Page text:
I have done a little bit of acting in my life, and have learned that acting often involves removing aspects of yourself and replacing them with aspects of your character. Just like donning a mask to cover parts of your head.
Perhaps the character you are playing as an actor may be dramatically different from your own self. To my knowledge, Carroll O’Connor did not insult non-white people like his character Archie Bunker did.
Yet at the same time, the character necessarily acquired some traits from the actor, and the actor identified with the character.
When we spoke to (O’Connor) prior to his death, he explained to us that he constantly had to battle writers who thought they understood the character better than he did.From https://www.hollywoodoutbreak.com/2022/09/13/carroll-oconnor-the-burdens-of-being-archie-bunker/
But this post is not about “All in the Family.” It’s about “All in the Business.”
When a business’ archetype is not your own
I’ve previously written about archetypes before, in the August 2021 post “Why is Kaye Putnam happy that I’m IGNORING her marketing advice?” That post describes how I took an online test to see which of twelve brand archetypes matched the personality of Bredemarket, and also myself. The results clearly showed that I was primarily aligned with the Sage archetype.
For those unfamiliar with the Sage archetype, Kaye Putnam explains:
Primary Goal of the Sage Brand Archetype: To understand the world and teach others what you know. To seek and share the truth.From https://www.kayeputnam.com/brand-archetype-sage/
So when left to my own devices, I tend to get somewhat curious, investigative, and explanatory.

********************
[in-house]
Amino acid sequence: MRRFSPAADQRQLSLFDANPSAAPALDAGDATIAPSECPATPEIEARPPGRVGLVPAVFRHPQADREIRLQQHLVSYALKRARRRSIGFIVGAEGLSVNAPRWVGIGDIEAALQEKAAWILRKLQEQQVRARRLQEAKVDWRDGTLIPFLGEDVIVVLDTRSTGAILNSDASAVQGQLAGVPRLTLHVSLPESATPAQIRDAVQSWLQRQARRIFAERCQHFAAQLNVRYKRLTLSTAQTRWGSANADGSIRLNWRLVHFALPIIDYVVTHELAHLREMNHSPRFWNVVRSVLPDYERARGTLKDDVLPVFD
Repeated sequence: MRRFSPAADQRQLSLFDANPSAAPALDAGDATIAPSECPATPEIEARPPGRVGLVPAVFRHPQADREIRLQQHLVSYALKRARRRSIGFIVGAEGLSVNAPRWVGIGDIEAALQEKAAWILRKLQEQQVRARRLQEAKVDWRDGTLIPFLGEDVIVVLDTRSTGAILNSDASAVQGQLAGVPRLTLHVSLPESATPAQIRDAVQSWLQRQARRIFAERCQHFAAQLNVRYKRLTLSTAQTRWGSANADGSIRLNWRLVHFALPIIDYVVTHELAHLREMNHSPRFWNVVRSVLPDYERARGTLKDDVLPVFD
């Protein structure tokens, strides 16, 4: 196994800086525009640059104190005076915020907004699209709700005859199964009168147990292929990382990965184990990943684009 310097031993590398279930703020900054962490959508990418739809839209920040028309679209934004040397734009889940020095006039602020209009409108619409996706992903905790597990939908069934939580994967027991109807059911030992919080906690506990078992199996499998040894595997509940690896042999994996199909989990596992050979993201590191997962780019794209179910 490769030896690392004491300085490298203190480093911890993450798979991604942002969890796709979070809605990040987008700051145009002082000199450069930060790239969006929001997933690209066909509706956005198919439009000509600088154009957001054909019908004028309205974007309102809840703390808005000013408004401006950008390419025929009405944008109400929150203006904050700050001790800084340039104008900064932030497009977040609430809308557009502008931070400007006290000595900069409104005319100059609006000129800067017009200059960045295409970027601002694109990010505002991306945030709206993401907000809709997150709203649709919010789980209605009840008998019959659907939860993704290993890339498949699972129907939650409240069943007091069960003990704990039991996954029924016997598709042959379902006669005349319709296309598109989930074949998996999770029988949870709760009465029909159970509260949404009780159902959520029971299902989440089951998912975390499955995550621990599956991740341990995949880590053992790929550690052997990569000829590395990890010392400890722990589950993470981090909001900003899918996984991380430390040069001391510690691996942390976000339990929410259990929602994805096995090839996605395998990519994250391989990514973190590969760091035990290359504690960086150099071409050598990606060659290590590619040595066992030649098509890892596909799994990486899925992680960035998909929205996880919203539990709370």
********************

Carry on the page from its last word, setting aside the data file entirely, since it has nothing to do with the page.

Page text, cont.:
But we can’t always be left to our own devices, and sometimes I have to don the mask of a different archetype.
Such as a maverick.
No, not that guy. THIS guy.
(Ignore the political ramifications. Stay with me here.)
So how do you doff a “Sage” mask and don a “Maverick” mask, or perform some other archetype switch?
You need to understand the brand archetype you are targeting, and consciously adapt your communication to fit that archetype rather than your own.
So perhaps I might write a sentence like this in my normal Sage mode:
Finding the perforations in the wrapper, I carefully unwrapped the ice cream sandwich.
But how would a Maverick open an ice cream sandwich?
Removing the barriers that separated me from the final product, I boldly unwrapped the ice cream sandwich.
In the past, I guess I’ve subconsciously absorbed the tone of voice for a client or employer for whom I was writing, but in most cases I never thought of this in archetype terms.
What is your archetype? And should you care?
So when Bredemarket starts to write something for you, should you fret and fuss over what your archetype is?
If you feel like it. But it’s not essential.
What is essential is that you have some concept of the tone of voice that you want to use in your communication.
And how do you know what tone you want to use? You have to answer some questions.